There are many different things your puppy should interact with, including people, animals, objects and different environments. The core socialization process and training, however, is always similar.
While introducing your pup to lots of new young and adult dogs can be beneficial, don’t allow them to approach just any dog.
Planned meetups with dogs that have been selected because of their temperament can be advantageous. Placid, relaxed, gentle, easy-going dogs will help to create a positive experience for your pup. Always reward calm interactions and remember to step in if your puppy is becoming over-aroused or uncomfortable.
Be aware of size differences. If the dog is much bigger and stronger than your pup, without close supervision, it could result in an accidental injury.
Also be aware of the differences in play and communication styles of different breeds. Sight hounds, for example, enjoy chase games – but other breeds can find their erratic movements over-stimulating or frustrating.
By getting to know dog body language, you’ll be more confident about recognizing the difference between playing and fighting.
Play bows, relaxed open-mouthed expressions, and rolling to expose bellies at the same time as the growling and wrestling, are a good sign. If there is stiff body language, closed mouths, curled lips and raised hackles, then it is best to remove your pup as things can escalate quickly.
Meeting in neutral territory, or at least an open area like a garden, is often a better option than in another dog’s home. They could be uncomfortable with a new dog invading their space.
Click the plus signs below for more information about specific dog-meets-dog scenarios and how to handle them.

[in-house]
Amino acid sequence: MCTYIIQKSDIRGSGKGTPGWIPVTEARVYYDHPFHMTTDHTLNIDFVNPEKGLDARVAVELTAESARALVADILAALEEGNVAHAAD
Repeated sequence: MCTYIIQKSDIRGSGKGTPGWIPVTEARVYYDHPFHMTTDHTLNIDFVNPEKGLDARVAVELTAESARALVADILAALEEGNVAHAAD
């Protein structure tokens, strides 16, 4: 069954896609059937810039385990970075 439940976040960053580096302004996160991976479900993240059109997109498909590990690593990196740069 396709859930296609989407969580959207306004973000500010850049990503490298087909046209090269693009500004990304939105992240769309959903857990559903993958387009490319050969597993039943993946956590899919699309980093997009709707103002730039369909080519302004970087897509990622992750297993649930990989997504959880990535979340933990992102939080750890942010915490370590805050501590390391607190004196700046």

It’s not uncommon to have a puppy with no recall approach an on-leash adult dog who isn’t keen on other dogs. If the owner of the dog explains this, the common response is not to worry, it will be good for the puppy to be ‘told off’ and it will ‘help them to learn.’
It is true, a pup can learn a lot about manners and appropriate greetings from other adult dogs. An aggressive reaction, however, can make your pup fearful of other dogs in the future, or it could result in an injury.
Even if the dog doesn’t react, if they aren’t comfortable with an over-enthusiastic puppy in their face, it is not fair to inflict this on them. Be respectful of other dogs need for space, and teach your puppy to be respectful too.
If you already have a dog at home, this could be the first time your pup will have met another dog outside of their litter.
Remember, your puppy is likely to be overwhelmed, scared and anxious about leaving his litter and entering a new home, so introductions should be done slowly.
You may want to introduce some crate training and also use baby gates. These can be useful to allow your adult dog space when needed, and for when you are unable to supervise interactions.
When used appropriately, a crate can also be a fantastic space for your pup to retreat to for relaxation, comfort and security. It should never be used as a punishment space or to keep them contained for lengthy periods.
We don’t recommend a dog park for socializing your puppy.
It can be hard to evaluate whether the other dogs will be friendly. Parks can also be an overwhelming experience for your pup, especially if during busy times. A lot of owners don’t properly supervise their dogs and situations can quickly escalate from seemingly playful to full-on aggression.